© Walkin’ T:-)M
Thomas Keller, Salzgitter, Germany

TIM READMAN & JENNIE BICE – Out Of The Green – Big City BC021
November 22, 2011

An album of British traditional and modern songs by a Canadian artist is an intriguing prospect. Even more intriguing is Tim Readman’s track record which embraces every influence available between Newcastle and Vancouver and digging deeper you find that Tim is a Geordie born and bred, which explains quite a lot. As well as being a singer, guitarist and songwriter Tim is a producer and journalist and sometime artistic director of CelticFest Vancouver and now the picture is complete.
The material on Out Of The Green would not be a surprise on any CD by a young British singer. Tim’s sources are impeccable and, although many of the titles are familiar, he has interesting variants on the traditional material and an interesting approach to the contemporary material. He opens with a brash Irish version of ‘Barleycorn’ and follows that with a rather polite version of ‘A Pair Of Brown Eyes’ in which he covers Shane McGowan while not falling into the trap of sounding like him. Next is probably the album’s best track, Jonathan’s Kelly’s ‘Ballad Of Cursed Anna’ which, if you didn’t know otherwise, you’d attribute to Bob Pegg. His supporters are fiddler Jennie Bice, who shares top billing, plus Ed Weaver and Alan Dionne on mandola, accordion and bodhran – tight and dynamic but not intrusive… Dai Jeffries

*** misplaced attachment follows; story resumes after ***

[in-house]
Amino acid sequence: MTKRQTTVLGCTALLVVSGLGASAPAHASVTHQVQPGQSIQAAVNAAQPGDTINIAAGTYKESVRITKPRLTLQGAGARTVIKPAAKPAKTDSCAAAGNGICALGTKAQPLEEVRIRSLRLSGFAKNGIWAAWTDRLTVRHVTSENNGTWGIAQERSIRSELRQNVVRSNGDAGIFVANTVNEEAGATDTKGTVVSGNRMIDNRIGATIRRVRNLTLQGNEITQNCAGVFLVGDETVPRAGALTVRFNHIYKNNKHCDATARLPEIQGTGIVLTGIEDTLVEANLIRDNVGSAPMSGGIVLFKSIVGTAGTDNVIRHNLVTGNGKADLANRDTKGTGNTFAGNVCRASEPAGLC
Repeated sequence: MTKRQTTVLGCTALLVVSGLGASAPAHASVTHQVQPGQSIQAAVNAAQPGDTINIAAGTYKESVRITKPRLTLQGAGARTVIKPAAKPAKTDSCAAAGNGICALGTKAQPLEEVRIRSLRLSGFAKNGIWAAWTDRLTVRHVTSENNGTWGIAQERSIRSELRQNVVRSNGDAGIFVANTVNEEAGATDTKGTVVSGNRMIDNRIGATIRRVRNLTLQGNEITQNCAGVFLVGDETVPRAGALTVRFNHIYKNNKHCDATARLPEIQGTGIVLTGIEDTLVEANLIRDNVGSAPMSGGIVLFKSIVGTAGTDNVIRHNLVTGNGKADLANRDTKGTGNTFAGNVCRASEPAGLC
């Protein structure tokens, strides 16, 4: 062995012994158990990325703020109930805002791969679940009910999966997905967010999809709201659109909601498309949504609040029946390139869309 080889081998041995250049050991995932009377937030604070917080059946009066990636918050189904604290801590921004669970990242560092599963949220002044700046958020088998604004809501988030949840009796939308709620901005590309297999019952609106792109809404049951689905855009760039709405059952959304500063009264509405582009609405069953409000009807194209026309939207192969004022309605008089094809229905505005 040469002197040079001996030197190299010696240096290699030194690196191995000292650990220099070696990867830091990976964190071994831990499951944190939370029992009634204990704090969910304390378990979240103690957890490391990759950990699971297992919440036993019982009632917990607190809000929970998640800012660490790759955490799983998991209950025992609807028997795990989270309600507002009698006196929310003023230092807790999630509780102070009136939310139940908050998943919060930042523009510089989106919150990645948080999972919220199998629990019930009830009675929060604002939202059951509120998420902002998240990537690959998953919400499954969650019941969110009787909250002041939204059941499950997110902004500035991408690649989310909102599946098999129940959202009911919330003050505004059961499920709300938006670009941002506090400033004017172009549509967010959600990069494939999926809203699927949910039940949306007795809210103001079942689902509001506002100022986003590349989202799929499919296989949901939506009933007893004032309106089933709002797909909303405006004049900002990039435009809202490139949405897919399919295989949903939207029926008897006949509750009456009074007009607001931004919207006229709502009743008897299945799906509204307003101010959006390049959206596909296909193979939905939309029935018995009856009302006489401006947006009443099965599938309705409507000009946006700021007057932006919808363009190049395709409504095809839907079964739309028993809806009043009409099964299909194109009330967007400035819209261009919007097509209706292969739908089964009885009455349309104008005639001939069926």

Musician Tim Readman’s road to Vancouver a long one
By John P. McLaughlin, Special to The Province Newspaper, Vancouver BC,
January 25, 2012

Suffice to say no matter how fabulous a performance Meryl Streep turned in as Margaret Thatcher in The Iron Lady, Tim Readman will not be settling down with a tub of popcorn to see it. He was in a movie theatre recently and the Iron Lady trailer alone “got my blood boiling, I felt sick to my stomach”.
Readman is from Seaham Harbour in Britain’s Northeast, near Newcastle upon Tyne. The town was home to, and completely dependent on, three coal mines when Thatcher decided coal was no longer profitable, went up against the powerful coal miners’ union and shut down the entire industry.
It had a devastating effect on Seaham Harbour and ultimately precipitated Readman to come to B.C. A pro musician from an early age, he’s also an occupational therapist — working in the mine was certainly out — and a woman he studied with in Newcastle came from Lantzville on Vancouver Island and invited him to visit.
“She said she could put me up for a night and give me a tent,” says Readman. “I was not well traveled at all, I’d never really been outside of the Northeast of England and I was used to a very industrial landscape. I came out here and it just blew the top of my head clean off. It’s absolutely gorgeous. So I hitchhiked to the Okanagan and I went to the Rockies and I did all over Vancouver Island and got back to Newcastle and went right, that’s it, I’m moving to Canada.”
Not so fast, Bucko. Back home his band got signed to a record deal, they had a big regional hit with a ska version of the Hawaii Five-O theme and years passed by. As the band eventually came apart Readman saw a newspaper ad for an occupational therapist job in Vancouver and he emigrated in 1987, just after the big buzz that was Expo.
He’s made a huge and positive impact on his adopted hometown and country. His band, Fear Of Drinking, was a much loved staple in the Celtic and folk scene for a good 10 years and he has played and toured with Celtic fiddler Shona Le Mottee for years. He’s opened for and joined with the comedy troupe The Arrogant Worms since they first met in the 90s. It’s quite the eclectic career.